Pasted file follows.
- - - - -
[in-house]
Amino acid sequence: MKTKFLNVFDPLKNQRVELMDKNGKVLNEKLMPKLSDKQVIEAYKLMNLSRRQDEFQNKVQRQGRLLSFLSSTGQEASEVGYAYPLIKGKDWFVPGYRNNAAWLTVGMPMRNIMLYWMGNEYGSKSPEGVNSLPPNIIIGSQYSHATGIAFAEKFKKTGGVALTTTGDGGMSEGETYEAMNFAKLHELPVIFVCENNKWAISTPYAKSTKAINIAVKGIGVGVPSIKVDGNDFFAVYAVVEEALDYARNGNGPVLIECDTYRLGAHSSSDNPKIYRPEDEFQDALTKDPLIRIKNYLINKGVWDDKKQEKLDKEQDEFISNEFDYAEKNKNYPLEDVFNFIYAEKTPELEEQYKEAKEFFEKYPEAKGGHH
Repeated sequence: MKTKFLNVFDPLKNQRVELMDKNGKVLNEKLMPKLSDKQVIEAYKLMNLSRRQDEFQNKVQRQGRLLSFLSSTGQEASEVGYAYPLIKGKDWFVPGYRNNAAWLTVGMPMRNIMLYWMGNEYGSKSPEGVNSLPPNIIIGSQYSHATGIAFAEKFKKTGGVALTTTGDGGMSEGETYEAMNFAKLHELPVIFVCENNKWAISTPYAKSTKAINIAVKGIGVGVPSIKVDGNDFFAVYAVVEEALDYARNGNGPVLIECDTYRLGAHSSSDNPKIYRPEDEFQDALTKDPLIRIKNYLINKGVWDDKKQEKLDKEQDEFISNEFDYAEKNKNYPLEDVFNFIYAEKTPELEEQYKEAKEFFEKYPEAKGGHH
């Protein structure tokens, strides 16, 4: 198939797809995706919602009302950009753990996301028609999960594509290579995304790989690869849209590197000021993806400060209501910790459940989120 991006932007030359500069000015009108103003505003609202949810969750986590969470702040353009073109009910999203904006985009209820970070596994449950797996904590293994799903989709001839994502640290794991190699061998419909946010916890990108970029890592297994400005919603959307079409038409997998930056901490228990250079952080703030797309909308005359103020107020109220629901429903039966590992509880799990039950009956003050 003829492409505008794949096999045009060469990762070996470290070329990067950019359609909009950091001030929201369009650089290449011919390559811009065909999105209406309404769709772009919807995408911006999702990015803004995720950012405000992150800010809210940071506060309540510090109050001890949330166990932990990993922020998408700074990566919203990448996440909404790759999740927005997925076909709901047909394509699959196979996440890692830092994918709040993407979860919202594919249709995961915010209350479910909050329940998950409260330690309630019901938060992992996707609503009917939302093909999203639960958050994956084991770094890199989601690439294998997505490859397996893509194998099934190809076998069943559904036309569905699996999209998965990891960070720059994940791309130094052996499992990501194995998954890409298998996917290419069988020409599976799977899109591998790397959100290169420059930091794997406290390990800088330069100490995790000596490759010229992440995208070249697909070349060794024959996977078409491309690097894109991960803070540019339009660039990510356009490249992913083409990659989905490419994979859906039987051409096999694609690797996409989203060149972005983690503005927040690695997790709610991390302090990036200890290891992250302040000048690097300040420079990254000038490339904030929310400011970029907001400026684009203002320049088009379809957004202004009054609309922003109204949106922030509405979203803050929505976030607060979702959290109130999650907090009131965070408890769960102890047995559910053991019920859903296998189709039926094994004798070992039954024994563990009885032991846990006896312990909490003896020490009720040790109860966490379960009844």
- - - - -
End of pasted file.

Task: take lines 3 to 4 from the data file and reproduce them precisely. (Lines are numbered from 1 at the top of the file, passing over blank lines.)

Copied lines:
Repeated sequence: MKTKFLNVFDPLKNQRVELMDKNGKVLNEKLMPKLSDKQVIEAYKLMNLSRRQDEFQNKVQRQGRLLSFLSSTGQEASEVGYAYPLIKGKDWFVPGYRNNAAWLTVGMPMRNIMLYWMGNEYGSKSPEGVNSLPPNIIIGSQYSHATGIAFAEKFKKTGGVALTTTGDGGMSEGETYEAMNFAKLHELPVIFVCENNKWAISTPYAKSTKAINIAVKGIGVGVPSIKVDGNDFFAVYAVVEEALDYARNGNGPVLIECDTYRLGAHSSSDNPKIYRPEDEFQDALTKDPLIRIKNYLINKGVWDDKKQEKLDKEQDEFISNEFDYAEKNKNYPLEDVFNFIYAEKTPELEEQYKEAKEFFEKYPEAKGGHH
């Protein structure tokens, strides 16, 4: 198939797809995706919602009302950009753990996301028609999960594509290579995304790989690869849209590197000021993806400060209501910790459940989120 991006932007030359500069000015009108103003505003609202949810969750986590969470702040353009073109009910999203904006985009209820970070596994449950797996904590293994799903989709001839994502640290794991190699061998419909946010916890990108970029890592297994400005919603959307079409038409997998930056901490228990250079952080703030797309909308005359103020107020109220629901429903039966590992509880799990039950009956003050 003829492409505008794949096999045009060469990762070996470290070329990067950019359609909009950091001030929201369009650089290449011919390559811009065909999105209406309404769709772009919807995408911006999702990015803004995720950012405000992150800010809210940071506060309540510090109050001890949330166990932990990993922020998408700074990566919203990448996440909404790759999740927005997925076909709901047909394509699959196979996440890692830092994918709040993407979860919202594919249709995961915010209350479910909050329940998950409260330690309630019901938060992992996707609503009917939302093909999203639960958050994956084991770094890199989601690439294998997505490859397996893509194998099934190809076998069943559904036309569905699996999209998965990891960070720059994940791309130094052996499992990501194995998954890409298998996917290419069988020409599976799977899109591998790397959100290169420059930091794997406290390990800088330069100490995790000596490759010229992440995208070249697909070349060794024959996977078409491309690097894109991960803070540019339009660039990510356009490249992913083409990659989905490419994979859906039987051409096999694609690797996409989203060149972005983690503005927040690695997790709610991390302090990036200890290891992250302040000048690097300040420079990254000038490339904030929310400011970029907001400026684009203002320049088009379809957004202004009054609309922003109204949106922030509405979203803050929505976030607060979702959290109130999650907090009131965070408890769960102890047995559910053991019920859903296998189709039926094994004798070992039954024994563990009885032991846990006896312990909490003896020490009720040790109860966490379960009844």